Tissue-specific hemostasis in mice.

Department of Immunology, Scripps Research Institute, La Jolla, CA 92037, USA.
Arteriosclerosis Thrombosis and Vascular Biology (Impact Factor: 6.34). 12/2005; 25(11):2273-81. DOI: 10.1161/01.ATV.0000183884.06371.52
Source: PubMed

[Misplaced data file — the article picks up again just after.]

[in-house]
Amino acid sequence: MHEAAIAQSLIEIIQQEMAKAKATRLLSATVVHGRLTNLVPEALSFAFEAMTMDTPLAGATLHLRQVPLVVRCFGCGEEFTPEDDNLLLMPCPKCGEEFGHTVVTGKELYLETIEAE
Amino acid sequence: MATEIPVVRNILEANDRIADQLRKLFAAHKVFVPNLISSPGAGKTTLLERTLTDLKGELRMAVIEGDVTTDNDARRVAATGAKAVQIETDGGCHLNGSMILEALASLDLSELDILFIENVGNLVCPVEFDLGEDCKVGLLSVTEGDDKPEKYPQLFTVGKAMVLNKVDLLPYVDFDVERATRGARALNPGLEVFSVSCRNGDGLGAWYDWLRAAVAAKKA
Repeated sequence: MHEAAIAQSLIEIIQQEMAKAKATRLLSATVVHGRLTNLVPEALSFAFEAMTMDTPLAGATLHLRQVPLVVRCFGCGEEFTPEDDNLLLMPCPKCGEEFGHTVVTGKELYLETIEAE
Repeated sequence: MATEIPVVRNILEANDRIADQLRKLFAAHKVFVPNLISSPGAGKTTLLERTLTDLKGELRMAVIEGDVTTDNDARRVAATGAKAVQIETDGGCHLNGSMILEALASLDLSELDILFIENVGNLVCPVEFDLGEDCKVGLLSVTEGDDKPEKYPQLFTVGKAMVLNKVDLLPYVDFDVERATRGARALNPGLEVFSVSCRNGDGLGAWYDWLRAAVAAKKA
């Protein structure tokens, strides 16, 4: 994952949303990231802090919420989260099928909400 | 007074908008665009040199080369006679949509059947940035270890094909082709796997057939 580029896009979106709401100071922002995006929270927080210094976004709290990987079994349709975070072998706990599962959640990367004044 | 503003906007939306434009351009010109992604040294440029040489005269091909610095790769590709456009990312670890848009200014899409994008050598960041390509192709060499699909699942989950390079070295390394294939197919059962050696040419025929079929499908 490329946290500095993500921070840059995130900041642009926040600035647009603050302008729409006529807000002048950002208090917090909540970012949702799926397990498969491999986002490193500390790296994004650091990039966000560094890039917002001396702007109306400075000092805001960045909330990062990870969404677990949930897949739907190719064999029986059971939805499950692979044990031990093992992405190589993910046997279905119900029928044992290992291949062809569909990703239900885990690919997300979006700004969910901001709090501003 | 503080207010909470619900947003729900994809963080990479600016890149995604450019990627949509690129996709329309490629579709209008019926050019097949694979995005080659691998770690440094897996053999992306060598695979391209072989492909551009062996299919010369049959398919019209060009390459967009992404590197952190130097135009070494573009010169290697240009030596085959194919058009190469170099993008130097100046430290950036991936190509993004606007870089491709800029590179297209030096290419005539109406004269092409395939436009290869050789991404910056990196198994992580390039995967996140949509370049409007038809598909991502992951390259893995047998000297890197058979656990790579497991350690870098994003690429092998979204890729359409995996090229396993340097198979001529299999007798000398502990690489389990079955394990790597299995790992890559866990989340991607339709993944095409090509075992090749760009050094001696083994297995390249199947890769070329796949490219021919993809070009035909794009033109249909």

ABSTRACT Blood coagulation is essential to maintain hemostasis in organisms with a vascular network. Formation of a fibrin-rich clot at a site of vessel injury is a highly complex process that is orchestrated by the coagulation protease cascade. This cascade is regulated by 3 major anticoagulant pathways. Removal of a clot is mediated by the fibrinolytic system. Defects in the regulation of clot formation lead to either hemorrhage or thrombosis. Tissue factor, the primary cellular initiator of blood coagulation, is a transmembrane receptor that is expressed in a tissue-specific manner. The 3 major anticoagulants are tissue factor pathway inhibitor, antithrombin, and protein C, the latter requiring a transmembrane receptor called thrombomodulin for its activation. Tissue factor pathway inhibitor and thrombomodulin are expressed by endothelial cells in a tissue-specific manner, whereas antithrombin and protein C circulate in the plasma. Fibrinolysis requires the activation of plasminogen to plasmin, which is mediated by tissue-type plasminogen activator and urokinase-type plasminogen activator. Interestingly, tissue-type plasminogen activator is expressed by a subset of endothelial cells of discrete size and location. These observations, together with the phenotypes of mice that have defects in the procoagulant, anticoagulant, and fibrinolytic pathways, indicate that hemostasis is regulated in a tissue-specific manner.

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